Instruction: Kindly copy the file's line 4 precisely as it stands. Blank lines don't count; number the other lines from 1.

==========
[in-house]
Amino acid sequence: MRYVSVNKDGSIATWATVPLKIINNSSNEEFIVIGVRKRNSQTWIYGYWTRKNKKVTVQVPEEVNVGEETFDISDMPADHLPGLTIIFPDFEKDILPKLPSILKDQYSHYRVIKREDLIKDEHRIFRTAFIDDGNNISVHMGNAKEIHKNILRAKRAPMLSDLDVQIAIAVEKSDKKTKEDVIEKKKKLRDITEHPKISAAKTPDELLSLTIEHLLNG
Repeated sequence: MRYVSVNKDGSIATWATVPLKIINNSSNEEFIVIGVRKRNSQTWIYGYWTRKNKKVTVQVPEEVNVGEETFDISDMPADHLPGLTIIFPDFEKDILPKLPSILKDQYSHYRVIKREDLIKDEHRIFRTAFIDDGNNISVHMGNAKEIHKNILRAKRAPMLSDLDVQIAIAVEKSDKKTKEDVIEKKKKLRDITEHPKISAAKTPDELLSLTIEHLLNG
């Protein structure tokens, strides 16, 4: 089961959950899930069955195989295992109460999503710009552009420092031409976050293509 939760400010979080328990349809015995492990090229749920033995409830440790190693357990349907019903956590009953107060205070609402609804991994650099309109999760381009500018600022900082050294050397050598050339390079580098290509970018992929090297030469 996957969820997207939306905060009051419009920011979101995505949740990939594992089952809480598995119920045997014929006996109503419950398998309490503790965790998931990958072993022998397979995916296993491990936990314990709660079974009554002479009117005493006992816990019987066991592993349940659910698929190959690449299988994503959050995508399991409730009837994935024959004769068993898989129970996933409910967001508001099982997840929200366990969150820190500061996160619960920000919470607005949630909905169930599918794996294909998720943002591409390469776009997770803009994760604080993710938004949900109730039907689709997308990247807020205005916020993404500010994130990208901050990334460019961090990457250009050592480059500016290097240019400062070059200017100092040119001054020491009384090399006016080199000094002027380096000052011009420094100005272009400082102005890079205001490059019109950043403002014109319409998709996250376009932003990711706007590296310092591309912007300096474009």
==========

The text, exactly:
């Protein structure tokens, strides 16, 4: 089961959950899930069955195989295992109460999503710009552009420092031409976050293509 939760400010979080328990349809015995492990090229749920033995409830440790190693357990349907019903956590009953107060205070609402609804991994650099309109999760381009500018600022900082050294050397050598050339390079580098290509970018992929090297030469 996957969820997207939306905060009051419009920011979101995505949740990939594992089952809480598995119920045997014929006996109503419950398998309490503790965790998931990958072993022998397979995916296993491990936990314990709660079974009554002479009117005493006992816990019987066991592993349940659910698929190959690449299988994503959050995508399991409730009837994935024959004769068993898989129970996933409910967001508001099982997840929200366990969150820190500061996160619960920000919470607005949630909905169930599918794996294909998720943002591409390469776009997770803009994760604080993710938004949900109730039907689709997308990247807020205005916020993404500010994130990208901050990334460019961090990457250009050592480059500016290097240019400062070059200017100092040119001054020491009384090399006016080199000094002027380096000052011009420094100005272009400082102005890079205001490059019109950043403002014109319409998709996250376009932003990711706007590296310092591309912007300096474009």